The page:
Did you know: chainsaws were invented in 1780 to assist in childbirth? Then it replaced the bone saw during amputations. It wasn’t until later people figured out it’d work pretty good on wood.
I will explain but it’s going to get gross and gory. Warning if you don’t like discussions of childbirth trauma or general medical squeamishness. Don’t worry, I won’t include photos of any gore.
The Creation: To Assist with Childbirth
Before 1830, the cesarean section (aka C-sections) were not yet discovered so all babies had to pass through the birth canal…by any means necessary.
In the 1700s, when babies were turned the wrong way or too big to pass through, doctors had to cut bone and cartilage away to make room to allow passage.
This procedure was known as a symphysiotomy, and was performed by hand with a small knife and saw. Women suffered this without any anesthesia, as it wasn’t commonly used by doctors until 1846. So not only were women dealing with the pain of childbirth, they were also getting hacked up by their doctor.
It was a really inefficient process as it took a while for doctors to cut through everything they needed to by hand. So in 1780, two doctors invented the chainsaw to remove parts of the pelvic bone quicker. Still without any anesthesia though.
The medical chainsaw is much smaller than what we use today to cut down trees. The chainsaw was operated by a hand crank until the invention of the gasoline-powered one in 1926 (don’t worry, that one wasn’t used for medical purposes!).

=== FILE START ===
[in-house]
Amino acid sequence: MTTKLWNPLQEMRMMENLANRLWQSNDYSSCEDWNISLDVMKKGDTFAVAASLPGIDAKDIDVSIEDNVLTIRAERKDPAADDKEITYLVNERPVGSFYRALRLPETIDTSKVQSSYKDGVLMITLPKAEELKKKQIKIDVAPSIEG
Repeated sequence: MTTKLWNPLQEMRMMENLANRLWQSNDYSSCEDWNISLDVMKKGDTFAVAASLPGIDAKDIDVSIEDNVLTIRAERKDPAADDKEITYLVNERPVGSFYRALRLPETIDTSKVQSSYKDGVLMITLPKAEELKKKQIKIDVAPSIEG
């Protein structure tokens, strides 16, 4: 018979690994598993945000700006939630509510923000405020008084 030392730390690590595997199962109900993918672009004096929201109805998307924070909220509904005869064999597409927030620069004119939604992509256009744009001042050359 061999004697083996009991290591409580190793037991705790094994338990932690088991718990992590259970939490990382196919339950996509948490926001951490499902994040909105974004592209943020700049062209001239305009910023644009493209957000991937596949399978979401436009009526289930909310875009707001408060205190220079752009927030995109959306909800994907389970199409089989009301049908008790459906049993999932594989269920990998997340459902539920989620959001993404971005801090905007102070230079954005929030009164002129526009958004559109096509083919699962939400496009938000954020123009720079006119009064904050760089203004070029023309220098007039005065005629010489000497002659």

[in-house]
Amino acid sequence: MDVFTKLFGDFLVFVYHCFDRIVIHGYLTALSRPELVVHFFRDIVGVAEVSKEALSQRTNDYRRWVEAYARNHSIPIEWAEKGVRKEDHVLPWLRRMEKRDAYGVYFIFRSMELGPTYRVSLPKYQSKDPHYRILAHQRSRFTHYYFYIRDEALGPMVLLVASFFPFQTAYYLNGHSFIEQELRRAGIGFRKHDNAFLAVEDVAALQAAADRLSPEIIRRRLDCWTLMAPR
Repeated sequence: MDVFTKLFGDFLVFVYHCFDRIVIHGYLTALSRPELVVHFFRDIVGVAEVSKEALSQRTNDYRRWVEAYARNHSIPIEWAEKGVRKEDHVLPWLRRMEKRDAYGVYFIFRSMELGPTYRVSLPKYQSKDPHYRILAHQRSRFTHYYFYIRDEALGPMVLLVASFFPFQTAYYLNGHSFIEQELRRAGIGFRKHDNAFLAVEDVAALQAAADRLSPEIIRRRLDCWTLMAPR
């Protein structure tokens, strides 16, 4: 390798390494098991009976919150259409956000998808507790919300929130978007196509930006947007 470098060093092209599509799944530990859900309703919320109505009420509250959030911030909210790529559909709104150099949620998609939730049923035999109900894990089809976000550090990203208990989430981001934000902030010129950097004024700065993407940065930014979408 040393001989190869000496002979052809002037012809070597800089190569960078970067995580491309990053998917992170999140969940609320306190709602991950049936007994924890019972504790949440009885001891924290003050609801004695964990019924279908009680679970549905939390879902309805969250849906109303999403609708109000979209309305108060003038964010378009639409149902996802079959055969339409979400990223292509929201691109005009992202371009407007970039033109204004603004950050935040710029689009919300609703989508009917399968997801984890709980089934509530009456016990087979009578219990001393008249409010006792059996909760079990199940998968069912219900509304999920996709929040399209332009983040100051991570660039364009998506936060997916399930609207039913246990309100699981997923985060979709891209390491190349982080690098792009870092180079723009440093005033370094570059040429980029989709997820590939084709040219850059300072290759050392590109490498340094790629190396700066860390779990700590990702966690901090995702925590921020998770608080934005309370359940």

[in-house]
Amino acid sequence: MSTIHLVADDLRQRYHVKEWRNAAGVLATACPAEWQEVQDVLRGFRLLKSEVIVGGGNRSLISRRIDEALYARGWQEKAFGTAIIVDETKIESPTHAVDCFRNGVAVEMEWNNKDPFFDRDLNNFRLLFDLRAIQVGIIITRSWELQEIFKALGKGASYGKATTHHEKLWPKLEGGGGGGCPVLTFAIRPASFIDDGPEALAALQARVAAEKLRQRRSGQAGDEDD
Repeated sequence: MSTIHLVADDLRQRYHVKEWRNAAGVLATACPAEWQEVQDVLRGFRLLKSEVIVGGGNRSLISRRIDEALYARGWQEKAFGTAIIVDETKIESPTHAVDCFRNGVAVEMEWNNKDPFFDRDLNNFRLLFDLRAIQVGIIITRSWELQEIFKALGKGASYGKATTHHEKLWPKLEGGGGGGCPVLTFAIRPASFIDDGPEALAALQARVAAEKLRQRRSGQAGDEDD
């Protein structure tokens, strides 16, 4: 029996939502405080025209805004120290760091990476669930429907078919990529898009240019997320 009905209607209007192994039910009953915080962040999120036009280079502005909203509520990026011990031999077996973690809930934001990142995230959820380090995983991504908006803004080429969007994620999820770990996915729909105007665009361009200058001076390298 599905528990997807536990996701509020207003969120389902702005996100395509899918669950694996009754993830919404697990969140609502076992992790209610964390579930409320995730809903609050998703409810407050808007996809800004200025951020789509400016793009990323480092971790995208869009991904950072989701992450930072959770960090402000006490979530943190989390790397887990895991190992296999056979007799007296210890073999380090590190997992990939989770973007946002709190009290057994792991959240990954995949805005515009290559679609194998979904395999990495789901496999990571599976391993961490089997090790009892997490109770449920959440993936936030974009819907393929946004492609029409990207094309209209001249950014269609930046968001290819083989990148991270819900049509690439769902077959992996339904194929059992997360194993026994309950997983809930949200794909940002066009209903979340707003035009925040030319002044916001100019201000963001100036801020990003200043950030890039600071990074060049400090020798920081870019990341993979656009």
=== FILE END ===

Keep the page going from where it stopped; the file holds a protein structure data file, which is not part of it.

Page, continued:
Soon other doctors learned of this new invention and adopted it for general amputations. Previously, amputations were very slow ordeals, with the surgeon sawing through the limb for quite a while. Also, and I cannot stress this enough, without anesthesia.
Today the symphysiotomy is no longer performed in the United States. However, it is still used in less developed countries where an operating room for a C-section is not available.
The modern chainsaw, as we now know it, developed slowly. Many variations of hand-cranked saws were used in the 1800s by loggers. In 1926, German mechanical engineer, Andreas Stihl patented the “Cutoff Chain Saw for Electric Power.” In 1929, Stihl patented the first gasoline-powered chainsaw called the “Tree-Felling Machine.”
Although powered by gasoline, the chainsaw of 1926 weighed 139 pounds and required multiple people to operate.
In 1945, at the end of World War II, the development of aluminum alloys and forged steel parts leads to one-person saws.
Green, Amanda. “A Brief History of the Chainsaw.” Popular Mechanics. October 12, 2012. https://www.popularmechanics.com/home/tools/reviews/a8162/a-brief-history-of-the-chain-saw-13626055/ (accessed April 15, 2020).
Stihl Incorporated. “Stihl History: 1920s.” https://history.stihl.com/1926-1929.aspx (accessed April 15, 2020).
Marulli, Larissa. “Chainsaws were originally invented for helping with childbirth, not for cutting wood.” Business Insider. June 25, 2018. (accessed April 15, 2020).
“History of Anesthesia.” Wood Library Museum. https://www.woodlibrarymuseum.org/history-of-anesthesia/ (accessed April 15, 2020).